When a marriage or civil partnership breaks down, tax is probably the last thing on your mind. However, the tax impact on separating couples should not be underestimated.
It is very important to divide and share assets during a divorce or the dissolution of a civil partnership, whether that’s in savings, the family home, debts or inheritances. However, depending on the time scale of divorce proceedings, the division of assets between separating couples runs the risk of capital gains tax (CGT) liability.
To avoid this, advice should be sought early on, and both individuals in the divorcing party should identify assets standing at a gain, and transfer these before officially separating, if possible.
While a couple are still married, they are treated as connected parties. The starting position is that transfers of assets between a married couple are treated as taking place on a “no gain/no loss” (NGNL) basis, with the recipient receiving the asset at the donor’s base cost for tax purposes.
Therefore, the assets in this case are deemed to be transferred at a value that gives rise to neither a gain nor loss.
However, this rule only applies for years where the married couple or civil partners are living together, and then up to 5 April after the third (tax) year after the year of separation. Outside of this time, transfers between spouses or civil partners will be deemed to be made at market value, unless they are made as part of a formal divorce agreement. Unfortunately, there is no legal definition for “living together”, so each couple’s case has to be considered on its own facts.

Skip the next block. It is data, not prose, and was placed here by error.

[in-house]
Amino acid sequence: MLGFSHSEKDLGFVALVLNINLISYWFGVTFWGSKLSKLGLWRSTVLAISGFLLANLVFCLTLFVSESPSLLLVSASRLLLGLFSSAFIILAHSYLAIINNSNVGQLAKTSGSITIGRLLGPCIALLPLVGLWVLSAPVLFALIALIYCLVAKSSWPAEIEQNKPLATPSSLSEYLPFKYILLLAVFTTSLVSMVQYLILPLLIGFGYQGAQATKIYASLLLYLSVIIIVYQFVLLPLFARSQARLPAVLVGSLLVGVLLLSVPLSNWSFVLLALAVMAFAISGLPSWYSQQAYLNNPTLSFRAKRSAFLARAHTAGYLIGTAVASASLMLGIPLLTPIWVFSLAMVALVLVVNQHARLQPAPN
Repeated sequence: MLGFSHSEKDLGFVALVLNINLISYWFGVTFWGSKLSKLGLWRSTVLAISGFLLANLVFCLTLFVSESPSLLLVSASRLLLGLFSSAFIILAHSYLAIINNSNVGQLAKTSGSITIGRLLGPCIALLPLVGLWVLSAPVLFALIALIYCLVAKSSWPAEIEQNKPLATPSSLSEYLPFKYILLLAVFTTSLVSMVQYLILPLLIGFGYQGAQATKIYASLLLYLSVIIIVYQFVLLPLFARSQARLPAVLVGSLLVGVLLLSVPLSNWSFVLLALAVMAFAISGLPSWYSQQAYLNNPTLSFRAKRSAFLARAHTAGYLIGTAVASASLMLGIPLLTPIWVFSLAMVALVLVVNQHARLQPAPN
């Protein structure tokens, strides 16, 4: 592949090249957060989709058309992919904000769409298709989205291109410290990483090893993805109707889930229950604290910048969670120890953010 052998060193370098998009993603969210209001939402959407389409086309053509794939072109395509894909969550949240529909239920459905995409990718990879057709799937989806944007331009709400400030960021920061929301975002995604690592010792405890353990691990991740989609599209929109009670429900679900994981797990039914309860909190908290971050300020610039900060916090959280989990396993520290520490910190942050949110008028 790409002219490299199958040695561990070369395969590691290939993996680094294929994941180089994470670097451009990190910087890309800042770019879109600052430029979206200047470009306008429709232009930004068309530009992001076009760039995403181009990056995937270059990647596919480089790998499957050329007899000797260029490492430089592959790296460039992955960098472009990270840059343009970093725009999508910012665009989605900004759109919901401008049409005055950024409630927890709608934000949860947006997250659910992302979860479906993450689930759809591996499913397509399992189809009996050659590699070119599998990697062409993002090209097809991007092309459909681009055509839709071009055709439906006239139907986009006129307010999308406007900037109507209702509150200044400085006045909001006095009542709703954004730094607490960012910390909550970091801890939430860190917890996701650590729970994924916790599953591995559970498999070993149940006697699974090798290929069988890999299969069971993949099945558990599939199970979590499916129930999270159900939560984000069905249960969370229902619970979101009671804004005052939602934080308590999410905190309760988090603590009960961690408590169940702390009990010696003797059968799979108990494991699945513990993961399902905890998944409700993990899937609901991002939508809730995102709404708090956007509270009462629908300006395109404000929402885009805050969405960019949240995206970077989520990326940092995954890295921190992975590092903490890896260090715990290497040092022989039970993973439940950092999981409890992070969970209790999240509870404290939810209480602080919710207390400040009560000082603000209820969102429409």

The “no gain/no loss” rule ceases to apply after the end of the third (tax) year after the year of separation (and the extension to transfers made as part of a formal divorce agreement), rather than continuing on until the couple is officially divorced. This means if the couple permanently separates right at the beginning of a tax year (5 April), they are still able to transfer assets free of CGT for at least three years, provided that the transfers are undertaken in the appropriate way.
After this three-year window, any transfers not undertaken as part of a formal divorce agreement will be considered to be at market value, as the divorcing couple will still be connected parties up until the date of the official divorce or civil partnership dissolution (decree absolute).
In many cases, the family home will form a vital part of the overall family wealth, and so the home itself, or the proceeds on its sale, may form an important part of any divorce settlement.
The general position is that, if a person sells an interest in their family home, any capital gain arising is exempt from CGT. A married couple, or civil partnership, can only have one main residence between them.
In an ideal world, an immediate sale of the marital home during a divorce or civil separation would be the most effective method to release capital and later avoid CGT. However, in most instances, this is impractical or impossible for both parties involved.
Often, people assume that if a property has been the marital home, and one spouse is still living there, it must qualify for relief and no tax should be payable if the share is sold. This is a very common misconception, and while some reliefs may be available, you can’t rely on this to be the case.
It’s also important to consider the potential tax implications when this asset is later sold or transferred, especially where the transferring spouse or civil partner has already left the marital home following separation.
We would recommend undertaking a review of the full occupation of the property by both parties. Through this, the reason for any absences will be considered, as these can all reduce any potential CGT charges arising.
As every taxpayer’s circumstances will be different, we would recommend that you contact us to discuss your particular circumstances in more detail.